Enforcement of Section 2635.807(a) 

In light of the district court decision, agencies may no longer enforce against employees "below the senior executive service level of employment" section 2635.807's prohibition on acceptance of travel expenses in connection with any type of teaching, speaking, or writing "related to duties" under section 2635.807(a)(2)(i).5 Pending amendment of section 2635.807(a), OGE advises ethics officials to continue enforcement of the ban on travel expenses only against senior executive branch officials who are "covered noncareer employees" under 5 C.F.R. § 2636.303(a).

As defined in section 2636.303(a), and consistent with the provisions of the Federal Employees Pay Comparability Act of 1990 (FEPCA), the term "covered noncareer employee" covers a variety of noncareer employees who are in positions "above GS-15," including certain Presidential appointees, noncareer members of the Senior Executive Service (SES) or other SES-type systems, and Schedule C or comparable appointees.6 The term excludes special Government employees, Presidential appointees to positions within the uniformed services, and Presidential appointees within the foreign service below the level of Assistant Secretary or Chief of Mission. 5 C.F.R. § 2636.303(a). OGE's decision to limit application of the travel expenses ban to "covered noncareer employees" comports with the stated inapplicability of the Sanjour decision to senior executive employees. It also accords with the higher standards to which the Ethics Reform Act, along with related and other regulations, hold senior officials who are "covered noncareer employees," particularly with regard to their outside activities. See 5 U.S.C. appendix, §§ 501(a), 502; 5 C.F.R. §§ 2635.804 and accompanying note, 2635.807(a)(2)(i)((E)(3) and example 6, 2636.301-307.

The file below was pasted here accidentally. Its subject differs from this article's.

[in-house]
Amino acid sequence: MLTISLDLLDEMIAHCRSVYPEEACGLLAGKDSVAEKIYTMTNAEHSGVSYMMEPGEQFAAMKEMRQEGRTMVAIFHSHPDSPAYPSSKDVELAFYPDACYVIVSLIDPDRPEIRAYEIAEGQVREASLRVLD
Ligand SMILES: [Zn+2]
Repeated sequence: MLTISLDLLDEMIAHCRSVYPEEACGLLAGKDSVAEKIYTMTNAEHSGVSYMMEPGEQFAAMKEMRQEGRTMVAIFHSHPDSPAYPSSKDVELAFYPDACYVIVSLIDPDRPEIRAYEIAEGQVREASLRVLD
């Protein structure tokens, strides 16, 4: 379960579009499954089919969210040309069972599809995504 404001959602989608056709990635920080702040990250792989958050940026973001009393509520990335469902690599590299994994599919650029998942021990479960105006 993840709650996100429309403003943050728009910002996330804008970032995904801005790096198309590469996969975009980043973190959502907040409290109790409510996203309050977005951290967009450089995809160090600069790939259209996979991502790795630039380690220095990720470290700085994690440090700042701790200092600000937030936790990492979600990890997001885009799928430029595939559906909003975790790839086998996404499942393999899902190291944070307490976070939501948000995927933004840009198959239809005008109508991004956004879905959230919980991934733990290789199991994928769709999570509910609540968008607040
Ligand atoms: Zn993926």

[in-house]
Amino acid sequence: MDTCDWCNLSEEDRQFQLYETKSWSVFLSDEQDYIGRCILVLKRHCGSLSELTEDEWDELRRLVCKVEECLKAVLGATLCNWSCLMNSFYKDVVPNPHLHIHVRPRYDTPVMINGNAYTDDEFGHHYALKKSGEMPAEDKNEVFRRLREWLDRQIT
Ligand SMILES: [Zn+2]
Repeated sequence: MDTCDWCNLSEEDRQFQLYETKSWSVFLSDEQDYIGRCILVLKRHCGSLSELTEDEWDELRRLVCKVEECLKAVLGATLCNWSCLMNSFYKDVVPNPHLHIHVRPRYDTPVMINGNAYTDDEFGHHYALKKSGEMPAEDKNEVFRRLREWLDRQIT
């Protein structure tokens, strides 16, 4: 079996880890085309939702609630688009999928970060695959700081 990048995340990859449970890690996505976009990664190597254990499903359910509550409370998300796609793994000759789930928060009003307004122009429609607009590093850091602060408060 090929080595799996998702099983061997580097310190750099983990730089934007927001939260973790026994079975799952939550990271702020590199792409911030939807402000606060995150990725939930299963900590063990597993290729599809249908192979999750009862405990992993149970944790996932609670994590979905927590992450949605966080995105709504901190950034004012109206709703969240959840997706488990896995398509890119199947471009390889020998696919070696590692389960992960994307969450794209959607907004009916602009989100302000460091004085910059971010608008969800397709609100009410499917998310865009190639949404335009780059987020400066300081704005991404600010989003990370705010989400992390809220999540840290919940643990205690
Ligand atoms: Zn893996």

Regarding enforcement of other applications of 5 C.F.R. § 2635.807(a), ethics officials should be aware that the travel expenses addressed in Sanjour are only one form of "compensation" prohibited by section 2635.807(a). The term "compensation," as defined in section 2635.807(a)(2)(iii), goes well beyond payments for "transportation, lodgings and meals" to cover "any form of consideration, remuneration or income." Employees "below the senior executive service level of employment" remain subject, along with other employees, to the prohibition on acceptance of compensation that is, for example, in the form of fees for speech "related to duties."